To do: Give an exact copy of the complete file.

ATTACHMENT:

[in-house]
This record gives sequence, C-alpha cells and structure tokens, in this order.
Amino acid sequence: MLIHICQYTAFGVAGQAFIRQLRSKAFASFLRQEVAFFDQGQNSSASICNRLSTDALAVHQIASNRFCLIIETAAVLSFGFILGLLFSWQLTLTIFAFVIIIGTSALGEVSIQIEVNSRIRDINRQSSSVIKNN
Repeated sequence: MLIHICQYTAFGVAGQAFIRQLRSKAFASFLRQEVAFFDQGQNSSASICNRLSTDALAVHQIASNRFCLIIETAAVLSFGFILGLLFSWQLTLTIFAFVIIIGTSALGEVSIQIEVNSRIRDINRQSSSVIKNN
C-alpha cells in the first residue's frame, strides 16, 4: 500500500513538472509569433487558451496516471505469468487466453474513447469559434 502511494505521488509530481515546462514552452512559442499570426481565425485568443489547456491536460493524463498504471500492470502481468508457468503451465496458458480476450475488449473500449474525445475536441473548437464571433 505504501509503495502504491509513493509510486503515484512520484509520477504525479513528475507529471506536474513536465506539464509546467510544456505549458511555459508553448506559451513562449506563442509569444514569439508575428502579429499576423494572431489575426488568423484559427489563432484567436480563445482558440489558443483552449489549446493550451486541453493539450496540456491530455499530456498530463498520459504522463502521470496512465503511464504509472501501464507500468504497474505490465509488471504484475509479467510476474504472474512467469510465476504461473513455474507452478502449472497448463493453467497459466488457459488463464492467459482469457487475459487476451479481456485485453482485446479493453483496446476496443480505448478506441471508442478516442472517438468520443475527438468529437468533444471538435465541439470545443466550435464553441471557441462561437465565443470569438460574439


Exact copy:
[in-house]
This record gives sequence, C-alpha cells and structure tokens, in this order.
Amino acid sequence: MLIHICQYTAFGVAGQAFIRQLRSKAFASFLRQEVAFFDQGQNSSASICNRLSTDALAVHQIASNRFCLIIETAAVLSFGFILGLLFSWQLTLTIFAFVIIIGTSALGEVSIQIEVNSRIRDINRQSSSVIKNN
Repeated sequence: MLIHICQYTAFGVAGQAFIRQLRSKAFASFLRQEVAFFDQGQNSSASICNRLSTDALAVHQIASNRFCLIIETAAVLSFGFILGLLFSWQLTLTIFAFVIIIGTSALGEVSIQIEVNSRIRDINRQSSSVIKNN
C-alpha cells in the first residue's frame, strides 16, 4: 500500500513538472509569433487558451496516471505469468487466453474513447469559434 502511494505521488509530481515546462514552452512559442499570426481565425485568443489547456491536460493524463498504471500492470502481468508457468503451465496458458480476450475488449473500449474525445475536441473548437464571433 505504501509503495502504491509513493509510486503515484512520484509520477504525479513528475507529471506536474513536465506539464509546467510544456505549458511555459508553448506559451513562449506563442509569444514569439508575428502579429499576423494572431489575426488568423484559427489563432484567436480563445482558440489558443483552449489549446493550451486541453493539450496540456491530455499530456498530463498520459504522463502521470496512465503511464504509472501501464507500468504497474505490465509488471504484475509479467510476474504472474512467469510465476504461473513455474507452478502449472497448463493453467497459466488457459488463464492467459482469457487475459487476451479481456485485453482485446479493453483496446476496443480505448478506441471508442478516442472517438468520443475527438468529437468533444471538435465541439470545443466550435464553441471557441462561437465565443470569438460574439